Wednesday, July 16, 2008

Vietnam to relax policy, stop draining cash

Tue Jul 15, 2008 8:54am IST

HANOI, July 15 (Reuters) - Vietnam will relax its monetary policy by stopping the draining of cash from the economy and allowing more lending targeted at specific projects, a state-run newspaper said on Tuesday citing the central bank governor.

The Saigon Giai Phong (Liberation Saigon) daily also quoted governor Nguyen Van Giau as saying that the central bank would consider cutting its base rate, used by commercial banks to set their lending and deposit rates.

Lending could further expand but "the growth should aim at specific targets, not for every project", the paper quoted Giau as saying.

Vietnam's central bank has raised interest rates three times this year as it aims to cap the country's credit growth at 30 percent in 2008 to help contain double-digit inflation.

The central bank has drained 17 trillion dong ($1.03 billion) from the economy in the first half of 2008, causing the value of cash in circulation at the end of June to drop 7.13 percent from the end of 2007, the paper cited central bank figures as saying.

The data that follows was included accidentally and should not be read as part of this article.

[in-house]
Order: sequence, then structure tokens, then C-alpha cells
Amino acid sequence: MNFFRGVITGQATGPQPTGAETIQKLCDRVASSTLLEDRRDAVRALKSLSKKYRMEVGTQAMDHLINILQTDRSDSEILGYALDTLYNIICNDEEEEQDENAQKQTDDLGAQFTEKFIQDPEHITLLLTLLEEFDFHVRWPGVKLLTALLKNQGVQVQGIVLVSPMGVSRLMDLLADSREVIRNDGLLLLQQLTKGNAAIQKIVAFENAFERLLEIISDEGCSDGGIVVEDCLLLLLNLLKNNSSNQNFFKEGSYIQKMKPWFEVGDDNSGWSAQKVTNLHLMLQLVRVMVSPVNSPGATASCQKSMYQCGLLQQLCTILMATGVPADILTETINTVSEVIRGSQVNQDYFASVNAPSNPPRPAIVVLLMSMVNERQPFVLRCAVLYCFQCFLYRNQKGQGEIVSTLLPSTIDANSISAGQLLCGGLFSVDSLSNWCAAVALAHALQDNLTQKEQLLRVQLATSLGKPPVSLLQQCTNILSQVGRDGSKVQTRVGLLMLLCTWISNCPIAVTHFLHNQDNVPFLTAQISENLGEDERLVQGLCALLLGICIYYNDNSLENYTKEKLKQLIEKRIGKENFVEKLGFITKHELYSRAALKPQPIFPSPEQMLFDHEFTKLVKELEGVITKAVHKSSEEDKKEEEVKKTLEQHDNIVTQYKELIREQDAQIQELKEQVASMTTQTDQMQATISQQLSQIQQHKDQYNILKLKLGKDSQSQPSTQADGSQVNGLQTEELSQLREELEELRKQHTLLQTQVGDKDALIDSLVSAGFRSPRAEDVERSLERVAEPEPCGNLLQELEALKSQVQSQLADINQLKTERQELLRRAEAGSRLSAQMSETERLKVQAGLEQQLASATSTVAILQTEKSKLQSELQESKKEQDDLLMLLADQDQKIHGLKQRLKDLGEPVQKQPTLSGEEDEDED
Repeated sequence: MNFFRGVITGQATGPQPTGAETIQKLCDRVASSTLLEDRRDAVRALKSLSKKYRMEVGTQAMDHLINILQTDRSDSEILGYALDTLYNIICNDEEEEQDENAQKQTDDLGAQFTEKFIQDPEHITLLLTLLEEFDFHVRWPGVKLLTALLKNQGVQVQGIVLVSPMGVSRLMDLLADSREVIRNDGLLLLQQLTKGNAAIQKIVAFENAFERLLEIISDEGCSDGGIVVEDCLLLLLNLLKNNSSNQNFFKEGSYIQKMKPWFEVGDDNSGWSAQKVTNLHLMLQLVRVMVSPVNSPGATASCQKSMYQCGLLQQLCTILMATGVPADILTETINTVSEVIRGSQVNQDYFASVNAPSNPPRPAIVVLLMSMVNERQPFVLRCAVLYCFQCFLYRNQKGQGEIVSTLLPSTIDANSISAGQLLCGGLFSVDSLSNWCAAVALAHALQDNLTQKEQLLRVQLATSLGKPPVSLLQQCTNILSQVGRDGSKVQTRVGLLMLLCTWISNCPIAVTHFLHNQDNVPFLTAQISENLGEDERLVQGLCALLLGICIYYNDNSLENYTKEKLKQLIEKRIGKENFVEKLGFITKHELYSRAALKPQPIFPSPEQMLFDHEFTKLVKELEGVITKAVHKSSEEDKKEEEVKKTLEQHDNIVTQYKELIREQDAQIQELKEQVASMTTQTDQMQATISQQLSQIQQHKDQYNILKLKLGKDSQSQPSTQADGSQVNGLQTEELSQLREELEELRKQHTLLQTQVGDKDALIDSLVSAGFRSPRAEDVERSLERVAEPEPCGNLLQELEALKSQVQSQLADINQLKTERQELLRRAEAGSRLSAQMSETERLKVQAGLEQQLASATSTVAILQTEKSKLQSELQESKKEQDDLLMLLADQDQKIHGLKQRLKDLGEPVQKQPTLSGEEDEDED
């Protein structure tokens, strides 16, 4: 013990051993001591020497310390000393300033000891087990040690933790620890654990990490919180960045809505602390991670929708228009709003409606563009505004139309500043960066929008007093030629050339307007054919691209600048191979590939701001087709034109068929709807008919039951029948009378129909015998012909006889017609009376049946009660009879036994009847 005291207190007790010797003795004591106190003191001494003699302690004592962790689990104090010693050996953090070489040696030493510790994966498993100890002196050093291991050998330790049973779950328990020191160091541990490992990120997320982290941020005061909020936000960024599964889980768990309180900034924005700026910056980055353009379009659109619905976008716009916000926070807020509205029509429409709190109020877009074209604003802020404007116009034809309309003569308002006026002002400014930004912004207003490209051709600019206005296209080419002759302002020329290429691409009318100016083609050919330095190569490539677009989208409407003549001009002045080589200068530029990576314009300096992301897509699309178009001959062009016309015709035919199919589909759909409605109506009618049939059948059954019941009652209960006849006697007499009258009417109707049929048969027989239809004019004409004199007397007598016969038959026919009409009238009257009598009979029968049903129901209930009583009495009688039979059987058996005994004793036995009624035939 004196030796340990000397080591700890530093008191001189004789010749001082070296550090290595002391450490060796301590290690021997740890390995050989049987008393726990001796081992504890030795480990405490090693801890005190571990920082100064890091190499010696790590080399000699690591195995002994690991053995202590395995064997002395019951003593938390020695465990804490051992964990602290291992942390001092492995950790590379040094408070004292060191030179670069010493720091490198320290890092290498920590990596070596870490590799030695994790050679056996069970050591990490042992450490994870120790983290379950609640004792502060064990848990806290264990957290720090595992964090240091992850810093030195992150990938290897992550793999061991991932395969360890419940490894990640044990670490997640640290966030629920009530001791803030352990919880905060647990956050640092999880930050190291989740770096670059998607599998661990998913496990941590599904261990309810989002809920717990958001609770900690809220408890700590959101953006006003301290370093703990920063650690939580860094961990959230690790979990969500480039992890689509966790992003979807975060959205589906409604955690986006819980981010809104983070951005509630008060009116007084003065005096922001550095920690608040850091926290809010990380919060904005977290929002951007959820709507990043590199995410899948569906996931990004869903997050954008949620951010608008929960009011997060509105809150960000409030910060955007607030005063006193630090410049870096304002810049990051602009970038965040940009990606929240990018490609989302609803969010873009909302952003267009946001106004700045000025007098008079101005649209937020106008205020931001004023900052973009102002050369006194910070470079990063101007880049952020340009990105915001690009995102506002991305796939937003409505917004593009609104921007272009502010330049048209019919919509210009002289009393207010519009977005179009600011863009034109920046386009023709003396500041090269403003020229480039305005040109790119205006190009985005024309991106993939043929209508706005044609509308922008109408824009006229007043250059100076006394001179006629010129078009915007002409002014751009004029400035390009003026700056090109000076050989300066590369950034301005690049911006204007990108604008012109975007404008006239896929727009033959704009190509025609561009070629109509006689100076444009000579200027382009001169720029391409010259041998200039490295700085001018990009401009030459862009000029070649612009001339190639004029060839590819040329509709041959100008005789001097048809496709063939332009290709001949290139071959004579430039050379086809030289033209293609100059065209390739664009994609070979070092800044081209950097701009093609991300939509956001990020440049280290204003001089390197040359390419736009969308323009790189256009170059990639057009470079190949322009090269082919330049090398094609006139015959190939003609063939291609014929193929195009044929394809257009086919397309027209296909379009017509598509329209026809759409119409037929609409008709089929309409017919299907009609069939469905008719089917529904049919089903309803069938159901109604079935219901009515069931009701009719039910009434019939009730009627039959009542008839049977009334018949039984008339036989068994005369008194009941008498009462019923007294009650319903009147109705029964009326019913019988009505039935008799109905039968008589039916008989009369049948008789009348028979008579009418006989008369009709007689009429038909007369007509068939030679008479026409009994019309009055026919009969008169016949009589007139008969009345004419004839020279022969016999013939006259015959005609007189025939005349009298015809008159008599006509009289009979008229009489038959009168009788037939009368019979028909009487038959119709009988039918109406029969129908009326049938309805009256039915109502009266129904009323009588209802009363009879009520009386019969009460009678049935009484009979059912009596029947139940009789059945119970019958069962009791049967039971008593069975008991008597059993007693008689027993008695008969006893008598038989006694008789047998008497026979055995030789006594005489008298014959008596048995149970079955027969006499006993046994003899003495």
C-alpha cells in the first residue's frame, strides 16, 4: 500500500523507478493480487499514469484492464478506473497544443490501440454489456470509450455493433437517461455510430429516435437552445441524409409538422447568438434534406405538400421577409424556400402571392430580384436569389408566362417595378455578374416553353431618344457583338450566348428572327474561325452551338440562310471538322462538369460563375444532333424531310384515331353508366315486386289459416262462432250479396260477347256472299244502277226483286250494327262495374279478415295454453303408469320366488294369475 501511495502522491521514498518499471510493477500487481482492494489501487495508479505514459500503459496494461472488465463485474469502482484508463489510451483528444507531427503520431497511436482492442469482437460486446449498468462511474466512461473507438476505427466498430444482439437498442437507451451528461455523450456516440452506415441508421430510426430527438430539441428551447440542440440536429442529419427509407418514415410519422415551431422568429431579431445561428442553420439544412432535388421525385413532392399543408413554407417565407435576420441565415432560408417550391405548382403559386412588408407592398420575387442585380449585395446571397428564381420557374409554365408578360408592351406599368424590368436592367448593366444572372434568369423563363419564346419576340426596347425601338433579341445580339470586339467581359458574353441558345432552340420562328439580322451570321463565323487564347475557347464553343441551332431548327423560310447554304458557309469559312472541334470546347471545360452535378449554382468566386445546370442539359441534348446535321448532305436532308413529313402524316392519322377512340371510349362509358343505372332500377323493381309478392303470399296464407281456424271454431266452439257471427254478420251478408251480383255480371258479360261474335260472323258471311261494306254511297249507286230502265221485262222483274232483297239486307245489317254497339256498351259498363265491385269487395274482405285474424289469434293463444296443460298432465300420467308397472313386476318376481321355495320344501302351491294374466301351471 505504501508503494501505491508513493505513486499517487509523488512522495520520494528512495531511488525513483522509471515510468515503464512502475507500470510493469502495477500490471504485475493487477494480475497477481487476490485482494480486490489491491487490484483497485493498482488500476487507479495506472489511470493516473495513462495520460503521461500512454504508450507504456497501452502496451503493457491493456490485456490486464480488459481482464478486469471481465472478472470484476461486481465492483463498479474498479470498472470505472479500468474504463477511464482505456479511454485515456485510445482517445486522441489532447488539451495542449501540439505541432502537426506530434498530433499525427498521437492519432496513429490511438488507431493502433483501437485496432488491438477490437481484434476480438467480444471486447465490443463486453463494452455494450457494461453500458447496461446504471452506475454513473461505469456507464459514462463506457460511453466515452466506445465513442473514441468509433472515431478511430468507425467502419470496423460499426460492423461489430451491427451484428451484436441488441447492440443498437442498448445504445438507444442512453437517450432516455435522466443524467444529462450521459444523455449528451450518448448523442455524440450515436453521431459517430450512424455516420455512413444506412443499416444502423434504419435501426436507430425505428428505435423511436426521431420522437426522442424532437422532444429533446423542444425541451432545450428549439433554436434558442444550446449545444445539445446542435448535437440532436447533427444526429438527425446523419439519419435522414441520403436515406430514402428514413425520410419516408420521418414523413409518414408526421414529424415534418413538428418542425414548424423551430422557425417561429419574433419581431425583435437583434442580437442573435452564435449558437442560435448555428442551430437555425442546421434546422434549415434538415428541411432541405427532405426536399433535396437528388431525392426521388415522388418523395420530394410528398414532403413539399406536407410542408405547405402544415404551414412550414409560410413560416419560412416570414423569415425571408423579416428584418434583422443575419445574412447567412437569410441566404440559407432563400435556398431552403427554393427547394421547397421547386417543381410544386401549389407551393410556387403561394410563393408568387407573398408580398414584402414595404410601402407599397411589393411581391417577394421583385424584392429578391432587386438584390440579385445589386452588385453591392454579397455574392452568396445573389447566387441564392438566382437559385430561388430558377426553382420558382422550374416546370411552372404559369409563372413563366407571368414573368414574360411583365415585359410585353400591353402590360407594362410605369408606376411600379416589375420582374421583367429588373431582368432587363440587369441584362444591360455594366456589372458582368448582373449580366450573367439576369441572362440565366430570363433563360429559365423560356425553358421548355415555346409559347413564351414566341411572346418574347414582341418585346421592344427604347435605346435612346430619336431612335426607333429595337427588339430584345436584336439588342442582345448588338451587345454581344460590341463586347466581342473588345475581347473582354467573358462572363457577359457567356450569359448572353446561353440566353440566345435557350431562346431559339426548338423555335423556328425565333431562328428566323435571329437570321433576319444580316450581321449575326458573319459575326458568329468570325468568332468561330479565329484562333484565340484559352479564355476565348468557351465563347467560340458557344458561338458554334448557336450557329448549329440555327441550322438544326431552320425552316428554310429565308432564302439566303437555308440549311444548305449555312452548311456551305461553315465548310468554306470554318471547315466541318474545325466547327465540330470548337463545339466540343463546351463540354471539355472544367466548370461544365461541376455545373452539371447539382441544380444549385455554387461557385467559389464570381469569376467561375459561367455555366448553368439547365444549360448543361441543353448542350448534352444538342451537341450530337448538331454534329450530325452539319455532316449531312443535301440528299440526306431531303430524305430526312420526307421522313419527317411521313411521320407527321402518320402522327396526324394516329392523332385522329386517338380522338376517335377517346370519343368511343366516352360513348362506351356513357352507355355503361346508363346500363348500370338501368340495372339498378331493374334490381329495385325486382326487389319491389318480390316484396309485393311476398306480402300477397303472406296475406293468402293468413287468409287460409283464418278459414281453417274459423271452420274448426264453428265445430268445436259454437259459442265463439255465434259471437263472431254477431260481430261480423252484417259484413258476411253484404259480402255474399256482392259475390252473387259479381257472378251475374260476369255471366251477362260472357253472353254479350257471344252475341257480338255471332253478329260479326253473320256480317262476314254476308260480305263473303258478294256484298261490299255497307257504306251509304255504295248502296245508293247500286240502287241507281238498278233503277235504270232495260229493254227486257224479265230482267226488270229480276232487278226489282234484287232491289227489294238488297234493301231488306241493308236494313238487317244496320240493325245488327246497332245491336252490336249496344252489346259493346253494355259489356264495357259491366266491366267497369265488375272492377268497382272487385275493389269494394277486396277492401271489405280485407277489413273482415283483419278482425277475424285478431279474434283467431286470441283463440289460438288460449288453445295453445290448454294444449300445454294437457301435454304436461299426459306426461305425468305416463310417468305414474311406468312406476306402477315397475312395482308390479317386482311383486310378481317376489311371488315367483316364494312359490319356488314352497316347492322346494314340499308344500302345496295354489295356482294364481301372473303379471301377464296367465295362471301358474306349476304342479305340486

The monetary tightening measures have brought in some results, with the monthly rise of consumer prices starting to slow, while the annual economic growth has also slowed to 6.5 percent in the first half of the year.

Last month a central bank official said rate cuts might take place in August to support businesses, given an expected slowdown in inflation.

Consumer prices last month jumped 26.8 percent from June 2007 but they were 2.14 percent higher than in May, slowing from a monthly rise of 3.9 percent in May and 2.2 percent in April. Governor Giau also said that the central bank would further maintain its flexibility in regulating the dong exchange rate to benefit both exporters and importers.

A tripling trade deficit this year has pressured on the Vietnamese dong which the central bank has allowed to weaken 2.4 percent so far against the dollar.

The central bank has doubled the trading band to +/- 2 percent of the official dollar/dong rate set daily for interbank market deals, allowing more room for banks to trade in the currencies. ($1=16,509 dong) (Reporting by Ho Binh Minh; Editing by Tomasz Janowski)